Though it might still seem like the 4K HDR display market is just coming into its own, some manufacturers have already started introducing 8K TVs into the mainstream. But is 8K really an exciting step forward for the home theater industry? Or is it just an unnecessary increase in resolution… and price?
While more pixels certainly offer the potential for more detail, there's some debate about whether any of that extra visual information can actually been seen under most viewing conditions. And is there even any benefit to the tech with very little native 8K content in the pipeline for the foreseeable future?
Well, we recently got a hands-on look at one of the first 8K displays to hit the US market: The Samsung 85-inch Q900 QLED 8K TV.
And after viewing some side-by-side demos comparing the panel to one of the company's 4K models, we've come away with some early impressions on what 8K has in store for the home theater industry.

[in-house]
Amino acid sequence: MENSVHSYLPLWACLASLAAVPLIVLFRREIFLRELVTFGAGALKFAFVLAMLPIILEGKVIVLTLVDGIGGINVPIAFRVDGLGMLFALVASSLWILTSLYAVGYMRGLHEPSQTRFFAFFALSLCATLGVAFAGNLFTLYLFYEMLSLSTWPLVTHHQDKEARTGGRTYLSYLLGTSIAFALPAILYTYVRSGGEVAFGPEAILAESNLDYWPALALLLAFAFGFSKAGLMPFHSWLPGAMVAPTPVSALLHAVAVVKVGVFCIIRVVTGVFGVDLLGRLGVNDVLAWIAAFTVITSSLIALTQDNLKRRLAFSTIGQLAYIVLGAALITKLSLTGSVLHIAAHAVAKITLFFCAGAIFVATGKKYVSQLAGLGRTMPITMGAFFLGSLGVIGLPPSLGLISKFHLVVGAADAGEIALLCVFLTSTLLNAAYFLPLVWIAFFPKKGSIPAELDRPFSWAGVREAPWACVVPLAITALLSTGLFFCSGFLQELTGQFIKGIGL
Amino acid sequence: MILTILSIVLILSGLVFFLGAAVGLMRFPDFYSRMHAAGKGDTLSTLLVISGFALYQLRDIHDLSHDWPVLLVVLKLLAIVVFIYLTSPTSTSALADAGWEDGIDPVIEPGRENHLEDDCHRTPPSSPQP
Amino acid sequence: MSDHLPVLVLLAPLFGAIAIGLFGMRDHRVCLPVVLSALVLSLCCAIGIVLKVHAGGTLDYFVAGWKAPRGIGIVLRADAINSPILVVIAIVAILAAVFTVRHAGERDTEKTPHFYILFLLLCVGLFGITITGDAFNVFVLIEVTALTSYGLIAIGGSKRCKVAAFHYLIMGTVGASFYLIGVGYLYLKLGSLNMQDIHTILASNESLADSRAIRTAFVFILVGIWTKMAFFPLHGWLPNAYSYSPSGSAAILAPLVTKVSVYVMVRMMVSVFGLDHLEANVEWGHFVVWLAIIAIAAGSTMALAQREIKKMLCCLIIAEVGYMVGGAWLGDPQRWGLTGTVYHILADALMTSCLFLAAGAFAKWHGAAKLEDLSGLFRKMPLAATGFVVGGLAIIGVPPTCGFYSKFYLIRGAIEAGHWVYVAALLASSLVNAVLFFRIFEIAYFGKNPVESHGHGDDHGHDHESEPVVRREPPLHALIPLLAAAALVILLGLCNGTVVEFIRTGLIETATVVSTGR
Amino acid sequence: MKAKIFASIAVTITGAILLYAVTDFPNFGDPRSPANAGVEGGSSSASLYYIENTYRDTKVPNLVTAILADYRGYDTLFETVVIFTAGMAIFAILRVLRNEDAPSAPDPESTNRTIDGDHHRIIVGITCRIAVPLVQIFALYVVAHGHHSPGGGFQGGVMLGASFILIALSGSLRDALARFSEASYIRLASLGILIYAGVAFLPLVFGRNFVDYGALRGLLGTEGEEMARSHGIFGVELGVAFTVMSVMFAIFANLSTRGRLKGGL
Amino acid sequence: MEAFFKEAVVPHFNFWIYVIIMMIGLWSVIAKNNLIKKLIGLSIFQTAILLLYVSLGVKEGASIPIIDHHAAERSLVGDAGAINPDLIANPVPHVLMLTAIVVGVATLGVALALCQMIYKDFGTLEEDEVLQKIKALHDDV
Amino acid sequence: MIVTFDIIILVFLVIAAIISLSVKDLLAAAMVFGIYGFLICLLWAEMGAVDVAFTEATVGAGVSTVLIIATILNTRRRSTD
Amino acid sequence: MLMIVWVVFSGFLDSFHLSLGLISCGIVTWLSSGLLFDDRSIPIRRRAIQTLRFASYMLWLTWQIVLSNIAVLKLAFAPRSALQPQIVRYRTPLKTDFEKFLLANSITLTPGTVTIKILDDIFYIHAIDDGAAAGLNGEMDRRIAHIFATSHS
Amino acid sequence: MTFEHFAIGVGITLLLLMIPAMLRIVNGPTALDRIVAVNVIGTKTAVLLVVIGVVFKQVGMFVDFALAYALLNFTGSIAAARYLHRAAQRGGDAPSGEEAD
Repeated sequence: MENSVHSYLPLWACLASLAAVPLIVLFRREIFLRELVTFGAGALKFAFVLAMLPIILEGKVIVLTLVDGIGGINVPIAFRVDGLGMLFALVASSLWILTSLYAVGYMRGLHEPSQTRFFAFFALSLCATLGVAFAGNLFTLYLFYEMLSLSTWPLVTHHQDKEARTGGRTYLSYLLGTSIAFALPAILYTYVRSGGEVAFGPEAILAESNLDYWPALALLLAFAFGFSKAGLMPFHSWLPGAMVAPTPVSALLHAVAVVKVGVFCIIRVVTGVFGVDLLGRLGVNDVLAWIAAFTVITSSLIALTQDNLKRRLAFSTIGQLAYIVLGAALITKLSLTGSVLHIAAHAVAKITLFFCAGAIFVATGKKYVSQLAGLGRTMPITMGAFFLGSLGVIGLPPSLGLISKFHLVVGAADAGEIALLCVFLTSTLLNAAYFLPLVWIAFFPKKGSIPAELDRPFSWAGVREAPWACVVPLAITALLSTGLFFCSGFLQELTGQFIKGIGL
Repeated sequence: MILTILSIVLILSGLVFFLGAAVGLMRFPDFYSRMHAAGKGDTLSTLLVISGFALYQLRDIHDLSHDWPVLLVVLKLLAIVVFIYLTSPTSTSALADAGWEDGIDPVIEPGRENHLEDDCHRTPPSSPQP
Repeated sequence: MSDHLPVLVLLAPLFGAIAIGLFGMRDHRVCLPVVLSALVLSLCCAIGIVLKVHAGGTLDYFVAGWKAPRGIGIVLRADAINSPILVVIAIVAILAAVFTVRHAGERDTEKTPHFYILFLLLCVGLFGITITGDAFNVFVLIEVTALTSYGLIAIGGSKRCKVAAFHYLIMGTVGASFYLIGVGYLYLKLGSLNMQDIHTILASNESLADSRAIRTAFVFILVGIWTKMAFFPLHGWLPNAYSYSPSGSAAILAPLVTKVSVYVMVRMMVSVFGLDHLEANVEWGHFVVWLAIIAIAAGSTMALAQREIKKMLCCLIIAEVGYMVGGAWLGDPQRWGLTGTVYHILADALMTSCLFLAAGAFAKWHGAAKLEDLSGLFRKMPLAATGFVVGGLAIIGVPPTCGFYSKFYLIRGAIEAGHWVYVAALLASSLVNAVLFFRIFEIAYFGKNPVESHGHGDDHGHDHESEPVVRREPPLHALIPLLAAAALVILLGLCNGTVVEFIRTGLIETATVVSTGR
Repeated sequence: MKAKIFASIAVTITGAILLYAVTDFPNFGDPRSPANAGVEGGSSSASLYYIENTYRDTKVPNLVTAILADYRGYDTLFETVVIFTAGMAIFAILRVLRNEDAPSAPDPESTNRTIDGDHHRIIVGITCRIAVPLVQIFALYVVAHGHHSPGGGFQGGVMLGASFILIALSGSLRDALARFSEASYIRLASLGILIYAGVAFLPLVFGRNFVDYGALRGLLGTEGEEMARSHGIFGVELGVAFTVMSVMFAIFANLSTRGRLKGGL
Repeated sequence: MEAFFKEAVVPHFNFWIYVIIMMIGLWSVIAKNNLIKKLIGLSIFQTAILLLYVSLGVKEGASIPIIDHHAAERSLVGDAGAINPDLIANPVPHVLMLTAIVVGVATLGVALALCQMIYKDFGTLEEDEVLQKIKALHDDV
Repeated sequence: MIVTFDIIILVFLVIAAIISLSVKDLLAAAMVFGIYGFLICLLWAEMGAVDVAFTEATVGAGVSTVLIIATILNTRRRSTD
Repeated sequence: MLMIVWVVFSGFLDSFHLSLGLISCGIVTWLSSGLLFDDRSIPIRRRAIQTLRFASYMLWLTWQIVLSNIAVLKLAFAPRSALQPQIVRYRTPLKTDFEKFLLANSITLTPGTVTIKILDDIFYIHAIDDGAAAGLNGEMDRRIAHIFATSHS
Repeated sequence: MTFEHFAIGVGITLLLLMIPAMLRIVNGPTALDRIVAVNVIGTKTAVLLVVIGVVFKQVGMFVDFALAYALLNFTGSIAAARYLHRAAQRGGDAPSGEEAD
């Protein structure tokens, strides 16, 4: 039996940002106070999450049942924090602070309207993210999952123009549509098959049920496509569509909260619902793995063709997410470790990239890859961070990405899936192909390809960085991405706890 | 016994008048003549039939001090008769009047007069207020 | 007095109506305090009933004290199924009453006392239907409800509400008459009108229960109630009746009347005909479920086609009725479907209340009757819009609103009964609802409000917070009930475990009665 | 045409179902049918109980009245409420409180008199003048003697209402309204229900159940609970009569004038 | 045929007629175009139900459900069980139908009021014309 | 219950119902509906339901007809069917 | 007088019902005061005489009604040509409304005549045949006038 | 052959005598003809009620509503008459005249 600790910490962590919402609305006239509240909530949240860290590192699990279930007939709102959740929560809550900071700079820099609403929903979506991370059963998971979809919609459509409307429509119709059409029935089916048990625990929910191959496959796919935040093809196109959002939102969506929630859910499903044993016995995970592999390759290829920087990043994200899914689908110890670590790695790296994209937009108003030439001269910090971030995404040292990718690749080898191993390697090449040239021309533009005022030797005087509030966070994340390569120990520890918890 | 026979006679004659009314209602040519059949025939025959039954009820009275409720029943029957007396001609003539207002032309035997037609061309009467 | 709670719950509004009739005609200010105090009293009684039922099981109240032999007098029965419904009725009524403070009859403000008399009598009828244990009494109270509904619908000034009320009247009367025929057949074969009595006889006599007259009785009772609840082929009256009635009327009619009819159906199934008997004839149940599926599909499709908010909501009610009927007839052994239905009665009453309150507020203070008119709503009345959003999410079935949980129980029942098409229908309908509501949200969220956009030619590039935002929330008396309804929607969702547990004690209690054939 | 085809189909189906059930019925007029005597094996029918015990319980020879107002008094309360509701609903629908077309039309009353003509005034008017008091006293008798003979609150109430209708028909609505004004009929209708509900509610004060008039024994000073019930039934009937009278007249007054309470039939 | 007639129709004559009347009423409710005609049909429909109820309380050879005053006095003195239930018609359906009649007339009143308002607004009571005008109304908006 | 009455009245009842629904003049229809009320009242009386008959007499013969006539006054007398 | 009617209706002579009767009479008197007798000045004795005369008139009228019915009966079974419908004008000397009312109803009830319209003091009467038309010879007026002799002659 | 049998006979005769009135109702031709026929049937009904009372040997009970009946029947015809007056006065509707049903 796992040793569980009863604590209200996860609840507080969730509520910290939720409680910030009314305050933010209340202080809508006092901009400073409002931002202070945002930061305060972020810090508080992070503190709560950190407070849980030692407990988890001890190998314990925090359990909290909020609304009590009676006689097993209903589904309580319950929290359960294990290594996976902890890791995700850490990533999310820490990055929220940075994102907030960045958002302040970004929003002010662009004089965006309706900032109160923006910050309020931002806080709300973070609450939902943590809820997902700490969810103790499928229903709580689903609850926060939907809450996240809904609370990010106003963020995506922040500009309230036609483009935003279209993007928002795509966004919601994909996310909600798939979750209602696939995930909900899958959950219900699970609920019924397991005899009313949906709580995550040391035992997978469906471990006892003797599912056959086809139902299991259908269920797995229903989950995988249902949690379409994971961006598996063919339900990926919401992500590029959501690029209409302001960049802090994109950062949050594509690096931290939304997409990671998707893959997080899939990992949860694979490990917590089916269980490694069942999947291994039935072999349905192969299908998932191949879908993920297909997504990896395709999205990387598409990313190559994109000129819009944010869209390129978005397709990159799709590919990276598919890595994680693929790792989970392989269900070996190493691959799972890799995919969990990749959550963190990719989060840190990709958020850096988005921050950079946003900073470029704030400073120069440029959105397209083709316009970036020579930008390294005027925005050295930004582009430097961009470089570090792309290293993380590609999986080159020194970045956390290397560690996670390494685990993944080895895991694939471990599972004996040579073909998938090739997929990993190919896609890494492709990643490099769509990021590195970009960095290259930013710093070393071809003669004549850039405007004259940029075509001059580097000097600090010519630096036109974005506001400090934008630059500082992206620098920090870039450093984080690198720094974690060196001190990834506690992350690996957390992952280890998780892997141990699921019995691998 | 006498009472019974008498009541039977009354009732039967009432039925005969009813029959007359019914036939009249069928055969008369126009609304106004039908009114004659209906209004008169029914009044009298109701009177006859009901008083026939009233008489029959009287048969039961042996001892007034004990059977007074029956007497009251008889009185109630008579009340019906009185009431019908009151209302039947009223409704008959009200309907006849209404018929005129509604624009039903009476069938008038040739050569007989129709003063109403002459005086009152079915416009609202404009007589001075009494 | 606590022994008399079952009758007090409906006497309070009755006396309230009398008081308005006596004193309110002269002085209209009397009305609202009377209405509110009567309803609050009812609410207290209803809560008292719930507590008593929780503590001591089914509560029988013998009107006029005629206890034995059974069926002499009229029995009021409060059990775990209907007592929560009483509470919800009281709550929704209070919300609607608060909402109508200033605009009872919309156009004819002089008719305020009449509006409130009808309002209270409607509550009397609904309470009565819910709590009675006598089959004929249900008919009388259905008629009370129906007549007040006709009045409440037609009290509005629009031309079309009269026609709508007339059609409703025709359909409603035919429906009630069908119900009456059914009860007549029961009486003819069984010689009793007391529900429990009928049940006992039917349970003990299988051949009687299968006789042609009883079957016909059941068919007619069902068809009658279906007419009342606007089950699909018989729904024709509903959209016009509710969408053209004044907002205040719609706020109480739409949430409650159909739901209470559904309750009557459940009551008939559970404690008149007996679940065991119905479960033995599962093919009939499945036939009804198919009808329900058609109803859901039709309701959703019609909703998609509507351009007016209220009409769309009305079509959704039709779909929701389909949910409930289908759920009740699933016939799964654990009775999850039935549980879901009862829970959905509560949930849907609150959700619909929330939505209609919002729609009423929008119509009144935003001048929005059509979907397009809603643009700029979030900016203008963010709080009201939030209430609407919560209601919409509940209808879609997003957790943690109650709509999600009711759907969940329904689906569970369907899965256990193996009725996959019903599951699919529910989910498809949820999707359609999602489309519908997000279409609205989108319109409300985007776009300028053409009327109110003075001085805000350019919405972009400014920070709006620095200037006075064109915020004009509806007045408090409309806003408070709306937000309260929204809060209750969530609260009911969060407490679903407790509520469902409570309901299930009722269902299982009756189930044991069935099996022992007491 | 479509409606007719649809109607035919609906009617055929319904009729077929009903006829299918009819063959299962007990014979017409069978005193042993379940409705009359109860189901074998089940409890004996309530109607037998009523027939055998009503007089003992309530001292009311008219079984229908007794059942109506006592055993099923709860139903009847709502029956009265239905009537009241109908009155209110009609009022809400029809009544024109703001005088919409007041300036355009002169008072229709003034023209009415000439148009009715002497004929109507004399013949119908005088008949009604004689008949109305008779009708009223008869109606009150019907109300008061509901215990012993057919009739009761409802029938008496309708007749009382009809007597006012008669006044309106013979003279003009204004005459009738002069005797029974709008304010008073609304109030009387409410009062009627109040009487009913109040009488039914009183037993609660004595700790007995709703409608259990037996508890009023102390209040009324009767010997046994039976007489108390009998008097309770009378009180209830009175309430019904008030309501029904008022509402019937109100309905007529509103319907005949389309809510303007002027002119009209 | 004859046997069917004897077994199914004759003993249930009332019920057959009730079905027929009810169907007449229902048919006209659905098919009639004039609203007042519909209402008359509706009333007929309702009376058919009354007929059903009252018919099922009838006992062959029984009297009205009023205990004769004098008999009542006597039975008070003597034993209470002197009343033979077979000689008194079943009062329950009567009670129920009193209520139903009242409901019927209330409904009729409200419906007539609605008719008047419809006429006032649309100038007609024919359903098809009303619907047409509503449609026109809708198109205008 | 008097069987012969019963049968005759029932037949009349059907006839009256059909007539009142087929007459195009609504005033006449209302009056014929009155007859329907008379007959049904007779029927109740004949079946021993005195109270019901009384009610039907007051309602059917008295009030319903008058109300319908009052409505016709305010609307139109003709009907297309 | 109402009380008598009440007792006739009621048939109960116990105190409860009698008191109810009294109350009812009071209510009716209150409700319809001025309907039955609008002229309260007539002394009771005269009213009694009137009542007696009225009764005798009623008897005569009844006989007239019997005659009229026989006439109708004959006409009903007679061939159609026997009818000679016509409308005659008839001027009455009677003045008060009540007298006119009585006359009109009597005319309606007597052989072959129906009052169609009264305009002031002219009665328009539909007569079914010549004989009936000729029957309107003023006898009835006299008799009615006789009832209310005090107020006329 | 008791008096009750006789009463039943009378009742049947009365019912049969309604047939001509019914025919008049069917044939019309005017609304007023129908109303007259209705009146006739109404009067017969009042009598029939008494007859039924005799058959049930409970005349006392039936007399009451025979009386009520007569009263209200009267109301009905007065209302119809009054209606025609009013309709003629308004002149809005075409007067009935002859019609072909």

Released in October of this year, the 85-inch Q900 QLED TV is now available in the US for an MSRP of $15,000. For comparison's sake, Samsung's largest flagship 4K models, the 75-inch Q9 QLED TV and 82-inch Q8 QLED TV, are both currently on sale for $4,998 -- revealing a pretty hefty premium for those extra pixels.
Along with a native 7,680 x 4,320 resolution 8K panel, the Q900 features quantum dot tech to provide DCI-P3 WCG support and 100% Color Volume. Likewise, the set supports HDR10 and HDR10+ playback with industry-leading 4,000 nit peak brightness capabilities in Dynamic Mode (around 2,000 nits in Movie Mode). In addition, the TV uses Direct Full Array Elite local dimming for superior contrast and black levels. Several premium lifestyle and smart TV features also round out the package, including support for Samsung's One Remote, Bixby voice control, Ambient Mode, The One Invisible Connection cable, SmartThings, and the Universal Guide.